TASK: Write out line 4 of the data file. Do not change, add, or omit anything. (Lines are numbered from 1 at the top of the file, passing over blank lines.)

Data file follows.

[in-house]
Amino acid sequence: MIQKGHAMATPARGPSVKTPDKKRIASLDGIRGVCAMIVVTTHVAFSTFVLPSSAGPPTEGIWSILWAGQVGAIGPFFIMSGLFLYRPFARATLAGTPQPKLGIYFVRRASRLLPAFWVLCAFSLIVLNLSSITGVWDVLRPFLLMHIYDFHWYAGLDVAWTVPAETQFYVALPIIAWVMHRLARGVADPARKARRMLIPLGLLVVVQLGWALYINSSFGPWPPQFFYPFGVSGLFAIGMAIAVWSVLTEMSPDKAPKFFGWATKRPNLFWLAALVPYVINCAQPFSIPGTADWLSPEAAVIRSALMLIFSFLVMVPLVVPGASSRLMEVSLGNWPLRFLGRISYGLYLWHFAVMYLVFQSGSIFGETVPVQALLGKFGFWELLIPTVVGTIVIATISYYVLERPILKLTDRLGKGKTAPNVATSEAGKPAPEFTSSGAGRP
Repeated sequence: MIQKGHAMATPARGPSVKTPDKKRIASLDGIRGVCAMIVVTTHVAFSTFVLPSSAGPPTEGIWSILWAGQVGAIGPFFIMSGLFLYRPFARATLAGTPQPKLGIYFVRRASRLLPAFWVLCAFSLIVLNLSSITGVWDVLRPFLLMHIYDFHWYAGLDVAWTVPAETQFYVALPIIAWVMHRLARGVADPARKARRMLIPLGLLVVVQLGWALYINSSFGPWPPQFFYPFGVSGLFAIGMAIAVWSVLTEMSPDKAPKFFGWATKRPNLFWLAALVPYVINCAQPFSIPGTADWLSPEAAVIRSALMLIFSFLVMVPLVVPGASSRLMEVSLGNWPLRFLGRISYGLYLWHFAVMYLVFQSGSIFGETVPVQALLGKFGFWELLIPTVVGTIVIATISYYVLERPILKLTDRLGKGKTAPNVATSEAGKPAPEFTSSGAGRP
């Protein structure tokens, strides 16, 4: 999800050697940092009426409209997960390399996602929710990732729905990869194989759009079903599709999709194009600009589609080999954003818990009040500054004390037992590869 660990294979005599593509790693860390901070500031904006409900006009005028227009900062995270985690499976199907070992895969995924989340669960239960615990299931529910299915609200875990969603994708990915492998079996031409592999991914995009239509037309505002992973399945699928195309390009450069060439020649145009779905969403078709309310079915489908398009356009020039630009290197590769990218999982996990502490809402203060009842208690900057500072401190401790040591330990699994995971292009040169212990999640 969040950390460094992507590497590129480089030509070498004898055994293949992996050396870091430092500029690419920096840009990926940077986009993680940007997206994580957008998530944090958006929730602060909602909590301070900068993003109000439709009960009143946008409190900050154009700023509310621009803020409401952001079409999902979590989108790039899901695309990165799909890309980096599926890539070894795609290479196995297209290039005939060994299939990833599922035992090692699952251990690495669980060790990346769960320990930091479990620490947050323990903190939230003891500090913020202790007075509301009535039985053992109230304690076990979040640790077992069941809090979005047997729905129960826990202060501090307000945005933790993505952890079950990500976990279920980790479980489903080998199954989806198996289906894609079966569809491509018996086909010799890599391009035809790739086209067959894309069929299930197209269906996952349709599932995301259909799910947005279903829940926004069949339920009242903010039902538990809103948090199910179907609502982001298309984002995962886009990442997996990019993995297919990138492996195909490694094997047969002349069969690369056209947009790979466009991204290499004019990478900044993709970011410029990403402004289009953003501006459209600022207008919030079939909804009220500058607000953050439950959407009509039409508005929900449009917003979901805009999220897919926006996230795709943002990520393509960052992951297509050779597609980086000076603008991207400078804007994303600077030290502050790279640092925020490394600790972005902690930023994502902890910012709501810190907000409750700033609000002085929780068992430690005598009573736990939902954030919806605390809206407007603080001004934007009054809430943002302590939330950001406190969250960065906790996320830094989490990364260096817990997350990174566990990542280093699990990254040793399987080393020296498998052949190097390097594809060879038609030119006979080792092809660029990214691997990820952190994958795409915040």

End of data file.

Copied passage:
């Protein structure tokens, strides 16, 4: 999800050697940092009426409209997960390399996602929710990732729905990869194989759009079903599709999709194009600009589609080999954003818990009040500054004390037992590869 660990294979005599593509790693860390901070500031904006409900006009005028227009900062995270985690499976199907070992895969995924989340669960239960615990299931529910299915609200875990969603994708990915492998079996031409592999991914995009239509037309505002992973399945699928195309390009450069060439020649145009779905969403078709309310079915489908398009356009020039630009290197590769990218999982996990502490809402203060009842208690900057500072401190401790040591330990699994995971292009040169212990999640 969040950390460094992507590497590129480089030509070498004898055994293949992996050396870091430092500029690419920096840009990926940077986009993680940007997206994580957008998530944090958006929730602060909602909590301070900068993003109000439709009960009143946008409190900050154009700023509310621009803020409401952001079409999902979590989108790039899901695309990165799909890309980096599926890539070894795609290479196995297209290039005939060994299939990833599922035992090692699952251990690495669980060790990346769960320990930091479990620490947050323990903190939230003891500090913020202790007075509301009535039985053992109230304690076990979040640790077992069941809090979005047997729905129960826990202060501090307000945005933790993505952890079950990500976990279920980790479980489903080998199954989806198996289906894609079966569809491509018996086909010799890599391009035809790739086209067959894309069929299930197209269906996952349709599932995301259909799910947005279903829940926004069949339920009242903010039902538990809103948090199910179907609502982001298309984002995962886009990442997996990019993995297919990138492996195909490694094997047969002349069969690369056209947009790979466009991204290499004019990478900044993709970011410029990403402004289009953003501006459209600022207008919030079939909804009220500058607000953050439950959407009509039409508005929900449009917003979901805009999220897919926006996230795709943002990520393509960052992951297509050779597609980086000076603008991207400078804007994303600077030290502050790279640092925020490394600790972005902690930023994502902890910012709501810190907000409750700033609000002085929780068992430690005598009573736990939902954030919806605390809206407007603080001004934007009054809430943002302590939330950001406190969250960065906790996320830094989490990364260096817990997350990174566990990542280093699990990254040793399987080393020296498998052949190097390097594809060879038609030119006979080792092809660029990214691997990820952190994958795409915040």